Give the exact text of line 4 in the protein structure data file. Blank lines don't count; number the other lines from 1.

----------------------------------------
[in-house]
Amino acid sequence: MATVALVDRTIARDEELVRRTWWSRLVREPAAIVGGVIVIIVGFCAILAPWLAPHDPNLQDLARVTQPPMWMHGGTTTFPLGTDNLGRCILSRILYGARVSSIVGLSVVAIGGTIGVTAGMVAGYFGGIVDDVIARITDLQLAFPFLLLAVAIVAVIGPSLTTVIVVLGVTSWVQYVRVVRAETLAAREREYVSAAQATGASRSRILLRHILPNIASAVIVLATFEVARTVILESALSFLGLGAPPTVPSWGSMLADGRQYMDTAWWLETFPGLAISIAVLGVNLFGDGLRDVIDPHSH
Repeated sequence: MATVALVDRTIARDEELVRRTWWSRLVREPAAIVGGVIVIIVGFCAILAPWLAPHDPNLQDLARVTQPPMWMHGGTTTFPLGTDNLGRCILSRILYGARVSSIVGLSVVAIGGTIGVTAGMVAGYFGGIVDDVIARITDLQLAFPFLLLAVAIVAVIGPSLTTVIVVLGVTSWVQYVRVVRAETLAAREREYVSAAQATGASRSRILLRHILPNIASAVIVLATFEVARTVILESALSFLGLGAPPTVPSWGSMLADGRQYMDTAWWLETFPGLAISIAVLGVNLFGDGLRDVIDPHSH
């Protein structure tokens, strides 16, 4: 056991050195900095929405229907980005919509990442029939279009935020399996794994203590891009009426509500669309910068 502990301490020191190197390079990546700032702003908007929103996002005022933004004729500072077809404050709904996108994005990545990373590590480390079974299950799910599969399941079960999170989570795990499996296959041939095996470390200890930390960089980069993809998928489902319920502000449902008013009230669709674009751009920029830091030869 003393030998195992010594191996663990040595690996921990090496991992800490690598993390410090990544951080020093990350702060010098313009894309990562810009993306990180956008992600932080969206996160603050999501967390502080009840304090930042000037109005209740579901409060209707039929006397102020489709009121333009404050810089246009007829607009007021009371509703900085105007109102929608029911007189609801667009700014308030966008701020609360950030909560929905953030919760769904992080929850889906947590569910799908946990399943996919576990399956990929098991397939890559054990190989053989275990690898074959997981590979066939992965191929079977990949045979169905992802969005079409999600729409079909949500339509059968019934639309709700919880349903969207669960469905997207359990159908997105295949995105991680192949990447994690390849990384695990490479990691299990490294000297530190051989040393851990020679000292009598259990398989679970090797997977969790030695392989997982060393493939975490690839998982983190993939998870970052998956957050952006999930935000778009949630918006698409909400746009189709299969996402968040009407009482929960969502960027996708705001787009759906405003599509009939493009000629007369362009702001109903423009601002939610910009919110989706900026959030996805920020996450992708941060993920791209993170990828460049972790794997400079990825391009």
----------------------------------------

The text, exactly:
């Protein structure tokens, strides 16, 4: 056991050195900095929405229907980005919509990442029939279009935020399996794994203590891009009426509500669309910068 502990301490020191190197390079990546700032702003908007929103996002005022933004004729500072077809404050709904996108994005990545990373590590480390079974299950799910599969399941079960999170989570795990499996296959041939095996470390200890930390960089980069993809998928489902319920502000449902008013009230669709674009751009920029830091030869 003393030998195992010594191996663990040595690996921990090496991992800490690598993390410090990544951080020093990350702060010098313009894309990562810009993306990180956008992600932080969206996160603050999501967390502080009840304090930042000037109005209740579901409060209707039929006397102020489709009121333009404050810089246009007829607009007021009371509703900085105007109102929608029911007189609801667009700014308030966008701020609360950030909560929905953030919760769904992080929850889906947590569910799908946990399943996919576990399956990929098991397939890559054990190989053989275990690898074959997981590979066939992965191929079977990949045979169905992802969005079409999600729409079909949500339509059968019934639309709700919880349903969207669960469905997207359990159908997105295949995105991680192949990447994690390849990384695990490479990691299990490294000297530190051989040393851990020679000292009598259990398989679970090797997977969790030695392989997982060393493939975490690839998982983190993939998870970052998956957050952006999930935000778009949630918006698409909400746009189709299969996402968040009407009482929960969502960027996708705001787009759906405003599509009939493009000629007369362009702001109903423009601002939610910009919110989706900026959030996805920020996450992708941060993920791209993170990828460049972790794997400079990825391009």